Golfer Henrick Stenson Takes Lead in PGA Championship

After a record number of sub-par rounds on the first day of the PGA Championship, it was more of the same Friday morning at Medinah Country Club.

Henrik Stenson was atop the early leaderboard at 8 under after a 4-under 68, with Davis Love III (69) one stroke behind.

First-round co-leader Chris Riley (72) held steady at 6-under, and Shaun Micheel (70) and Daniel Chopra were at 5-under. Woody Austin (69) and Adam Scott (69) were at 4-under with Sergio Garcia, who had to scramble after a triple-bogey on the par-4 11th.

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Lucas Glover, who shared the lead with Riley on Thursday after showing just how badly he wants a spot on the U.S. Ryder Cup team, had an afternoon tee time. So did Tiger Woods and Phil Mickelson, playing together for the second day in a row.

That's if they can get on the course. Clouds moved in late in the morning, and the afternoon forecast called for rain.

Medinah has been redesigned since it hosted the PGA in 1999. At 7,561 yards, it's the longest in majors history and was supposed to be a beast. It has rolling hills and long rough, tricky greens and plenty of trees.

But that didn't stop 60 players going under par on Thursday — breaking by two the previous PGA Championship record for any round, set in 1995 in the second round at Riviera.

"I don't think there's anything wrong with it," said Stewart Cink, whose 68 Thursday left him two shots off the first-round lead.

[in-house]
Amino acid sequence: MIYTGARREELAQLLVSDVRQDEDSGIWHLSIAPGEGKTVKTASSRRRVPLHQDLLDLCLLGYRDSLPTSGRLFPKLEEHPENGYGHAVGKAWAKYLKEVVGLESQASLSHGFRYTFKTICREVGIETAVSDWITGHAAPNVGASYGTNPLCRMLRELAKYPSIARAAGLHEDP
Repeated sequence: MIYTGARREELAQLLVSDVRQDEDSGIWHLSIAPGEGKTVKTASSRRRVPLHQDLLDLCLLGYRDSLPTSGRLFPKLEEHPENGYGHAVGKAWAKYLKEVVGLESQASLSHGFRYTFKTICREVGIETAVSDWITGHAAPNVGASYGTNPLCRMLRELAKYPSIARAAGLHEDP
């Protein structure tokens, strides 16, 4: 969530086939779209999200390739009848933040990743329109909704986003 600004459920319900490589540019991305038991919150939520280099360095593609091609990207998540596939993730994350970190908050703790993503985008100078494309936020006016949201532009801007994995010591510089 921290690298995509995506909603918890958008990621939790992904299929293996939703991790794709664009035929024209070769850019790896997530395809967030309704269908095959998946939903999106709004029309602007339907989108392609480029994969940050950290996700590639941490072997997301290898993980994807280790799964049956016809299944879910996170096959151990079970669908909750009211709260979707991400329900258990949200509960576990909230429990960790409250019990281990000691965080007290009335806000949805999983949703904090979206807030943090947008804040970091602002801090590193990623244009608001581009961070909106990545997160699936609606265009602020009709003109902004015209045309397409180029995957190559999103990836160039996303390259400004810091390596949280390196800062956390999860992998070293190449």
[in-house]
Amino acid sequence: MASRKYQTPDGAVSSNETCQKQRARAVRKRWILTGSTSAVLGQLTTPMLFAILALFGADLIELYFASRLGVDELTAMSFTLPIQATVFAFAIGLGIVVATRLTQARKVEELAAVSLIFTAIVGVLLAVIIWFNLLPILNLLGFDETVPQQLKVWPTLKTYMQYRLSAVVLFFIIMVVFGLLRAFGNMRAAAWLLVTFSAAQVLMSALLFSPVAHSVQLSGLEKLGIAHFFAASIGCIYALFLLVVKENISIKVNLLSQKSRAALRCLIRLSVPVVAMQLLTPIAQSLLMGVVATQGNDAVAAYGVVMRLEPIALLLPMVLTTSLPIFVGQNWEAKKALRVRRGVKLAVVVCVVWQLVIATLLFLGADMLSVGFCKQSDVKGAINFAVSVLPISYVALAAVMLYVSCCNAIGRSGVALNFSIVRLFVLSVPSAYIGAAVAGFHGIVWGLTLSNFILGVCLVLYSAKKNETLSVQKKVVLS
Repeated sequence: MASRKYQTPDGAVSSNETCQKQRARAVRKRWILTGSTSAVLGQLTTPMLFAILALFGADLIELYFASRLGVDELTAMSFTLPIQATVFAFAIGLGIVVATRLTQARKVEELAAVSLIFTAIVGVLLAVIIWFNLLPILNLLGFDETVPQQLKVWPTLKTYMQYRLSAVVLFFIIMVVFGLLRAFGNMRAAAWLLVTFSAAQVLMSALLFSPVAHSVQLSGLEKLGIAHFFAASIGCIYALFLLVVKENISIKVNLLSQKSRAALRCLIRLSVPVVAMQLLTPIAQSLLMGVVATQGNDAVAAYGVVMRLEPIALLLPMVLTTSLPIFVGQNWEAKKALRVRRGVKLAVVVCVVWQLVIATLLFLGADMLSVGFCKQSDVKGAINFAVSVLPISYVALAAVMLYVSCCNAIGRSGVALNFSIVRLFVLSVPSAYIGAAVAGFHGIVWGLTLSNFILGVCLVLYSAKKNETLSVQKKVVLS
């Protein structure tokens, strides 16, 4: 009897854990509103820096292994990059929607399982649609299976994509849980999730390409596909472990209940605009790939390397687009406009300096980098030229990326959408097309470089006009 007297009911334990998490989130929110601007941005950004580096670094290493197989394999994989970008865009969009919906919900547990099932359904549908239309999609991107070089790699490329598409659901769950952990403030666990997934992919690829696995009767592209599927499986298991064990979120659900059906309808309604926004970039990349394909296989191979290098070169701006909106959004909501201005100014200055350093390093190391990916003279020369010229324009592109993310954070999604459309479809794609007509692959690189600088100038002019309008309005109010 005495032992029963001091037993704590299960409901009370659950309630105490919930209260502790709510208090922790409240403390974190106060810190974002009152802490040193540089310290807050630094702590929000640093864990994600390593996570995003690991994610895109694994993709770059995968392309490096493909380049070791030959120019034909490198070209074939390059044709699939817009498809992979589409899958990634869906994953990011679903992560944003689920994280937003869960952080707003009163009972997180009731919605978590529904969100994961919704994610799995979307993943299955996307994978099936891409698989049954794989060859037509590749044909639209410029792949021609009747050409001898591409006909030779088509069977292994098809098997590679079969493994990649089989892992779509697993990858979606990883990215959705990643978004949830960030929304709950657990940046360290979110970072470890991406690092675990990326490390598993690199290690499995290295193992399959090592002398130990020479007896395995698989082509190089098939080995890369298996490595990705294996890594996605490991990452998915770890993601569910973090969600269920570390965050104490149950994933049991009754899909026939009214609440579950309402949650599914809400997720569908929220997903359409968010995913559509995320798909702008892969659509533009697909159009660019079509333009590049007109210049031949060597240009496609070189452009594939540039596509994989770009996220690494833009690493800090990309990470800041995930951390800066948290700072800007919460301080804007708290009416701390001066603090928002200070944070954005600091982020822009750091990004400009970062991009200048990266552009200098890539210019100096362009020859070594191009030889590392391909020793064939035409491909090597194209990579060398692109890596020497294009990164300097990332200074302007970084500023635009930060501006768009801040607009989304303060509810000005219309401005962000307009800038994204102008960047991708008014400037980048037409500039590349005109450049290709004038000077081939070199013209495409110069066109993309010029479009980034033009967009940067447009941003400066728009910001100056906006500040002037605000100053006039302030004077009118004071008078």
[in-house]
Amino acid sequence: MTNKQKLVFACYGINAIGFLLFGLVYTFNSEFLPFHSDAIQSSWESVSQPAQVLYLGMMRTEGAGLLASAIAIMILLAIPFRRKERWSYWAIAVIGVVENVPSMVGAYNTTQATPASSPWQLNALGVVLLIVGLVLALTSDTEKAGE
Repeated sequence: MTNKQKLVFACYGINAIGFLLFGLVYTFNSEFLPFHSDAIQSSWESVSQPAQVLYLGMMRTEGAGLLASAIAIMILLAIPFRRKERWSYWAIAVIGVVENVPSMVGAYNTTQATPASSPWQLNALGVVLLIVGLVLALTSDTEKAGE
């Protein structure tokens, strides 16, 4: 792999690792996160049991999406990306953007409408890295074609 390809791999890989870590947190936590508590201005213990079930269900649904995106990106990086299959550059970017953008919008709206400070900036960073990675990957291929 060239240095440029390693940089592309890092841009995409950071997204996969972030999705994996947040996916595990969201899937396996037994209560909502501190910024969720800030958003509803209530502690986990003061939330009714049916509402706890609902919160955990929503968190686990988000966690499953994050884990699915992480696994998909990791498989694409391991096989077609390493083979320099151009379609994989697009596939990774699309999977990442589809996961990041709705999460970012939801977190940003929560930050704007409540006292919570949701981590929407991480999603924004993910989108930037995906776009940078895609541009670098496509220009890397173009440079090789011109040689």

"If somebody shoots 20-under par this week, then they are going to be the PGA champion, and they are going to have to go through a whole lot to win this tournament," Cink said. "It's a tough win no matter what."

Conditions were equally forgiving Friday. Stenson opened with back-to-back birdies and was at 9-under by the 13th hole. He gave that stroke back with a bogey on the par-4 15th, but rebounded with a birdie on the par-3 17th. But that stroke quickly disappeared as he closed his round with a bogey on the 18th.

Love, who needs a top finish to earn a spot on the Ryder Cup team, was all over the board — somewhat fitting considering the way he ended his first round, when he was tied for the lead before a triple-bogey on the 17th dropped him back into the pack.

He followed an opening birdie Friday with three straight bogeys, got back to even at the turn, and played the first six holes of his back nine at 3-under to jump into contention.

But the biggest move came from Chopra. The Swede, who shot even par Thursday, had four birdies on his front nine.

The course wasn't the only thing that didn't play out as expected. The pairing of the world's best players at the PGA Championship on Thursday wasn't exactly riveting stuff.

While unlikely suspects like Riley, Glover and Billy Andrade had the spotlight, Woods and Mickelson shot matching 3-under 69s.

Though Woods and Mickelson have won five of the last seven majors, they're rarely paired together. It's happened 15 times, only four of those at a major. They hadn't strolled around a major together, in fact, since the final round of the 2001 Masters — which, for those keeping score, Woods won.